Wyoming Coal Co. Tipple, Monarch, Wyoming, 1907
Monarch, about 10 miles north of Sheridan, was founded in 1903 when
the Chicago, Burlington and Qunicy reached the area. The Wyoming Coal Co. was originally owned by J. A. Kenrick, L. H. Brooks, and
William C. Ervine.
Monarch, Wyoming, 1909
About 1903, the claim was acqured by Edward M. "Bud" Holbrook of Chicago who organized the Wyoming Coal Mining Co.
The claims were rapidly expanded through the use
of middlemen by an associate Robert McPhilamey and Sheridan lawyer Ellsworth E. Lonabaugh. Specifically, "entrymen" wwere
paid to file for homestead. At the center of the scheme was Lonabaugh using money provided by Holbrook.
The claims were proved up by presenting to the Land Office in
Buffalo false affidavits. In one instance, an entryman later testified that she had
been on the property for slightly less than the required five years. She had, she testified, been on the
property only six days. Other entryman later testified that they did not even know were the claimed land
was situated. See United States v. Lonabaugh, 158 Fed 314 (1907)
In 1903, prefabricated houses were brought in from Washinton State and a company store was opened.
By 1907, the three were millionaires.
On May 12, 1907, a United States Grand Jury indicted the three along with E. T. McCarthy for defrauding the
United States. McCarthy was granted a separate trial and testified against his three co-conspirators.
On July 13, 1907, the three were found guilty on two counts each of conspiracy to defaud the
goverment. They faced possibly as much as two years in
prison. While on bond, the three appealed to the 8th Circuit Court Appeals, contending that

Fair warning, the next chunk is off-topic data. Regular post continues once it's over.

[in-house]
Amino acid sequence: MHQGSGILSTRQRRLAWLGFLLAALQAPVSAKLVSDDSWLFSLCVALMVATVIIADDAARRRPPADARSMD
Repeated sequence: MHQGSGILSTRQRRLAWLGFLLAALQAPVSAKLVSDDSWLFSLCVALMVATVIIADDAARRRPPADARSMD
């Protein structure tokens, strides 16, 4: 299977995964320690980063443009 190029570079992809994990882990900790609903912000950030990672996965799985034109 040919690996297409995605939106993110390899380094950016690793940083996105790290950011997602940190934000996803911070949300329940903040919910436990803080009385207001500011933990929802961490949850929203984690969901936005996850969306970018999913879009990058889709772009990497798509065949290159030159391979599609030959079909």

even if the affidavits had been falsified, the three-year statute of limitations had run; that the
crime was completed in 1903 when the federal land patents were issued.
Three years later, the Court of Appeals reversed the convictions. See Lonabaugh v. United
States, 179 Fed 476 (8th Cir. 1910). the court held that not withstanding clear evidence of the fraud,
the object of the conspiracy was accomplished when the government land patents were issued. Therefore,
the statute of limitations had run.
Following, the reversal of the conviction, Holbrook took a trip around the world. Upon his return,
he announced himself as glad o be back in Monarch. On November 7, 1910, Holbrook was dead as a result of, in the words of
the Sheridan Enterprise, a "slight" operation on his throat.
His widow inherited the mining company. In 1913, Mrs. Holbrook married a New York banker. In 1920, the
Sheridan-Wyoming Coal Company acquired the the Sheridan Coal Company, th Acme Coal Company, the Carney Coal Company, the
properties in Monarch, the Looi Coal Company and the Acme Amalgamated Development Company.
At its peak Monarch had a
population of approximately 800 and was connected to Sheridan by a street railway. Sheridan-Wyoming
controlled some 14,000 acres of coal lands and had an additional 2,700 acres under
lease. It had a reserve of an estimated 650,000,000 tons of coal and mined some 5,000,000 tons a year. In its
company towns it owed some 876 "cottages" as well as hotels and store buildings.
Monarch, Wyo., 1914
Beginning in the 1920's, coal mining in the Sheridan area began to decline.
By the 1930's, most coal mined in the area was for local use. In 1940 a gas pipeline reached
Sheridan and most of the remaining mines closed. Monarch
was abandoned about 1953 and today consists of several buildings and the cemetary.
Church, Monarch, Wyo., 1905.
Next page, Acme and Carneyville.